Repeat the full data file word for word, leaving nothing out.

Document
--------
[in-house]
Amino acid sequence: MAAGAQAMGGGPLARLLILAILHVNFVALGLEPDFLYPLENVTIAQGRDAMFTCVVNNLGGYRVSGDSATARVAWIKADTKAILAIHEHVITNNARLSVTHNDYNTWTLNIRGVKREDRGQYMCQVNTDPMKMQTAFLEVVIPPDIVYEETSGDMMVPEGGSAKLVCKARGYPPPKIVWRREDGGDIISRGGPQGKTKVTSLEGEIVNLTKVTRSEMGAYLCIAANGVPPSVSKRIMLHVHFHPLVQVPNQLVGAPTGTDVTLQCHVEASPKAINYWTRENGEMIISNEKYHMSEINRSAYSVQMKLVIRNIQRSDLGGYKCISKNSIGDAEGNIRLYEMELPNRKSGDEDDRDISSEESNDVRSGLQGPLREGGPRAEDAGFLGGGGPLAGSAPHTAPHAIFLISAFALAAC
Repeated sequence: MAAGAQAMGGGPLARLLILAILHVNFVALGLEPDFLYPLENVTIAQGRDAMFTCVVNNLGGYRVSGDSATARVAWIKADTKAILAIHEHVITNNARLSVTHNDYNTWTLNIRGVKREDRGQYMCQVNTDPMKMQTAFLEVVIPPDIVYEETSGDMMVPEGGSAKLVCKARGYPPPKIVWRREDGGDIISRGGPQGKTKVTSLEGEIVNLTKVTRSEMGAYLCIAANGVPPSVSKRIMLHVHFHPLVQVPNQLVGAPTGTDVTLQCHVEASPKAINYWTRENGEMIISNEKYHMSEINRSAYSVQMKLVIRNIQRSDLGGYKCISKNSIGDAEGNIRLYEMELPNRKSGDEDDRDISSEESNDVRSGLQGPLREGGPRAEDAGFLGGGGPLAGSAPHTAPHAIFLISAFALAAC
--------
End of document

[in-house]
Amino acid sequence: MAAGAQAMGGGPLARLLILAILHVNFVALGLEPDFLYPLENVTIAQGRDAMFTCVVNNLGGYRVSGDSATARVAWIKADTKAILAIHEHVITNNARLSVTHNDYNTWTLNIRGVKREDRGQYMCQVNTDPMKMQTAFLEVVIPPDIVYEETSGDMMVPEGGSAKLVCKARGYPPPKIVWRREDGGDIISRGGPQGKTKVTSLEGEIVNLTKVTRSEMGAYLCIAANGVPPSVSKRIMLHVHFHPLVQVPNQLVGAPTGTDVTLQCHVEASPKAINYWTRENGEMIISNEKYHMSEINRSAYSVQMKLVIRNIQRSDLGGYKCISKNSIGDAEGNIRLYEMELPNRKSGDEDDRDISSEESNDVRSGLQGPLREGGPRAEDAGFLGGGGPLAGSAPHTAPHAIFLISAFALAAC
Repeated sequence: MAAGAQAMGGGPLARLLILAILHVNFVALGLEPDFLYPLENVTIAQGRDAMFTCVVNNLGGYRVSGDSATARVAWIKADTKAILAIHEHVITNNARLSVTHNDYNTWTLNIRGVKREDRGQYMCQVNTDPMKMQTAFLEVVIPPDIVYEETSGDMMVPEGGSAKLVCKARGYPPPKIVWRREDGGDIISRGGPQGKTKVTSLEGEIVNLTKVTRSEMGAYLCIAANGVPPSVSKRIMLHVHFHPLVQVPNQLVGAPTGTDVTLQCHVEASPKAINYWTRENGEMIISNEKYHMSEINRSAYSVQMKLVIRNIQRSDLGGYKCISKNSIGDAEGNIRLYEMELPNRKSGDEDDRDISSEESNDVRSGLQGPLREGGPRAEDAGFLGGGGPLAGSAPHTAPHAIFLISAFALAAC